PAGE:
Cameron, the Queen (and independence) at FMQs

Nicola Sturgeon at FMQs Image copyright PA Media

Nicola Sturgeon was nearing the end of an exhaustive (no, not exhausting, exhaustive) answer. Building to a conclusion, she noted: "Finally on independence…"

Cue ironic cheers from the Tories and others. It is not common, in truth, for Ms Sturgeon's opponents to laud the FM. But this seemed like a gift.

To her credit, the first minister rallied swiftly and effectively. She paused. She smiled. She clarified. For the avoidance of doubt, she reserved the right to return - more than once - to the topic of independence.

To be fair, she had been bowled a single transferable question by Patrick Harvie of the Greens. Climate change plus indyref2.

On the environment, he urged her to abandon fossil fuels in whatever form. She responded, not for the first time, that said fuel must play a part in Scotland's power grid for the foreseeable future, while renewable alternatives were developed.

And indyref2? Mr Harvie confidently predicted that a rerun plebiscite on Scotland's future was just around the corner.

He followed that with a plea that the next ballot might be run without intervention from the head of state.

A reference, of course, to the disclosure by David Cameron that he dropped a hint in the regal ear to the effect that Her Majesty might raise a royal eyebrow to express disquiet with independence.

As it turned out at the time, the Queen did sound a note of caution. A few days before polling in 2014, she advised a well-wisher outside Crathie Kirk that she hoped the Scots thought carefully about the choice before them.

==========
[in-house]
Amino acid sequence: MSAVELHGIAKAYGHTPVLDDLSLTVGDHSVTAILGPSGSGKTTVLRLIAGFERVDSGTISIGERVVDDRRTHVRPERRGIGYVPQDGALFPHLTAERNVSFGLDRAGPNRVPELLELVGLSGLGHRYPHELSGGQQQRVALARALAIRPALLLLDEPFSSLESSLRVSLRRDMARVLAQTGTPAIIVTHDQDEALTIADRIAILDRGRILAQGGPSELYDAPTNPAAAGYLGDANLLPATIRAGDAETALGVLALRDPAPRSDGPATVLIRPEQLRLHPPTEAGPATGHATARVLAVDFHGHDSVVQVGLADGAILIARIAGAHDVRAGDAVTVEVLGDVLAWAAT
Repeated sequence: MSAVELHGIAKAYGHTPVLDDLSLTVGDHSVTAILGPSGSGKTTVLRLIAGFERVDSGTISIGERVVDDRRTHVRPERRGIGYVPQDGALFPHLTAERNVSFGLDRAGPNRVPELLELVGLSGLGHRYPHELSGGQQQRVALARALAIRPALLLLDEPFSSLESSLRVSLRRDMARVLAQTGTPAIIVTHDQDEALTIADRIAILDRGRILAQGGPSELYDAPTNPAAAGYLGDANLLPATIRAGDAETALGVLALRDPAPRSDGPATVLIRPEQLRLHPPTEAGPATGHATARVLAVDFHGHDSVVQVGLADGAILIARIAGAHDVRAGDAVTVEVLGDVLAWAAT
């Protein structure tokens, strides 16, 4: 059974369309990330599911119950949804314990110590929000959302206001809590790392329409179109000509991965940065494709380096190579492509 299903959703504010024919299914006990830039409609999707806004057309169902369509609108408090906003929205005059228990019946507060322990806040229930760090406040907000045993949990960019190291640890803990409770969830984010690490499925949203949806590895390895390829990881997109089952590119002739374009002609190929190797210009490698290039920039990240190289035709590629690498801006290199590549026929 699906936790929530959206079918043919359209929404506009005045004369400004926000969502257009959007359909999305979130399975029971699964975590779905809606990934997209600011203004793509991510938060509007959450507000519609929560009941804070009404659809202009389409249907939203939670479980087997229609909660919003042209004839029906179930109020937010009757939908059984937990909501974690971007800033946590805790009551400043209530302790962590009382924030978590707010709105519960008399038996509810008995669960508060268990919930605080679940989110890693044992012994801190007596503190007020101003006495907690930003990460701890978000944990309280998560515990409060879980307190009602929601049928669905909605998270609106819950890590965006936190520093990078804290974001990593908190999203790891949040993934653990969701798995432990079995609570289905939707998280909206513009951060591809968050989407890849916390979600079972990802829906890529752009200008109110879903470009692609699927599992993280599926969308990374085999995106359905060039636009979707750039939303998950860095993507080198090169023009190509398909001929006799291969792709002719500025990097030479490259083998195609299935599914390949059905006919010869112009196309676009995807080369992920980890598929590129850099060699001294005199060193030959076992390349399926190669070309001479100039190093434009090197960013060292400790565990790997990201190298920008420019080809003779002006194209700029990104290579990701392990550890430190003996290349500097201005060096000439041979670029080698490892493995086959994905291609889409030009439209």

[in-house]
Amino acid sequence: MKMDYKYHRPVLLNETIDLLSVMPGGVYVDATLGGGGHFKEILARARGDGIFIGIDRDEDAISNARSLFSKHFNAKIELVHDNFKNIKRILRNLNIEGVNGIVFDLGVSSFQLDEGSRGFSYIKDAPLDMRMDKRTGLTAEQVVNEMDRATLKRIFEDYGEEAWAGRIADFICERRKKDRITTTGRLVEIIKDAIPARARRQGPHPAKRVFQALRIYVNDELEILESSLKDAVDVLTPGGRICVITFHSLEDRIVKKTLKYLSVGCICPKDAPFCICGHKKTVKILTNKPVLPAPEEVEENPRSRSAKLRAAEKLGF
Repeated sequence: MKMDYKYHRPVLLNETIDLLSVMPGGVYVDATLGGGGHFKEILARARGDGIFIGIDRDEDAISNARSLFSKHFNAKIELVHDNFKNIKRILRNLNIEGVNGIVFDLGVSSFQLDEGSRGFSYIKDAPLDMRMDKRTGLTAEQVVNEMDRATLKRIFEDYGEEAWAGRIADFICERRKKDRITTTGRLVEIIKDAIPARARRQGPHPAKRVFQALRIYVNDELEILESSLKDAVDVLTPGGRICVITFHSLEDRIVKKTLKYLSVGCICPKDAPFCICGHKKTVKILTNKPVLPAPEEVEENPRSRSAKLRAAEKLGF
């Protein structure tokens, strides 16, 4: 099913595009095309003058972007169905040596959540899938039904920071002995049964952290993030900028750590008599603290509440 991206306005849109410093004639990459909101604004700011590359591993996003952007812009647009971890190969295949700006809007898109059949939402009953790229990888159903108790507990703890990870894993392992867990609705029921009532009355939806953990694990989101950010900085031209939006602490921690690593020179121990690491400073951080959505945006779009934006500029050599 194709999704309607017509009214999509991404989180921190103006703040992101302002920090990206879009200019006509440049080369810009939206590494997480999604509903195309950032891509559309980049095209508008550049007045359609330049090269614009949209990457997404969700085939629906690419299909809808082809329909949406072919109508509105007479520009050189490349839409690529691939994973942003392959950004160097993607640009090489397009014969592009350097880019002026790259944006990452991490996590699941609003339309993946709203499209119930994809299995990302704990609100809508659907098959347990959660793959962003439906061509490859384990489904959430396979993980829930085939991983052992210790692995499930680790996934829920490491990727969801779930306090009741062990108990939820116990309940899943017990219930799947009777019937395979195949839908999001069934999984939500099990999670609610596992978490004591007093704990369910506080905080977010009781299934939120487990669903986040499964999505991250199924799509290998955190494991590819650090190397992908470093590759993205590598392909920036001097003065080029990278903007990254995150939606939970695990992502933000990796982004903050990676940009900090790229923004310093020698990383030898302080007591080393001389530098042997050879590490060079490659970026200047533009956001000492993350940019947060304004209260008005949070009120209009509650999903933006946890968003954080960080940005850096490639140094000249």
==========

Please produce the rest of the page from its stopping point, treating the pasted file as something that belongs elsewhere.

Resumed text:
At the time, the palace issued a statement which vigorously denied that these words breached the convention that the monarch should remain impartial in constitutional and political matters.

Image copyright PA Media
Image caption David Cameron asked whether the Queen could "raise an eyebrow" ahead of the Scottish independence referendum

So today's disclosure from Mr Cameron, in a BBC interview, provoked renewed controversy. But, intriguingly, Nicola Sturgeon seemed somewhat disinclined to join in the row.

Her predecessor, Alex Salmond, has accused Mr Cameron of acting out of political desperation and in a manner which played fast and loose with the constitution.

I'm quite sure Nicola Sturgeon endorses those sentiments. Indeed, she suggested that Mr Cameron had been in a panic.

But, like Mr Salmond, she declines to extend the criticism to the monarchy. Indeed, Mr Salmond questions whether Mr Cameron was influential at all.

And so Ms Sturgeon played down the significance of the disclosure, suggesting it told us little of novelty. If it said anything, she added, it was about David Cameron, not the palace.

Why so circumspect? Two reasons. The SNP would retain the Crown in an independent Scotland and discern no votes in criticising the Queen.

Secondly, Nicola Sturgeon wants to look forward, with a positive approach, rather than refighting old battles.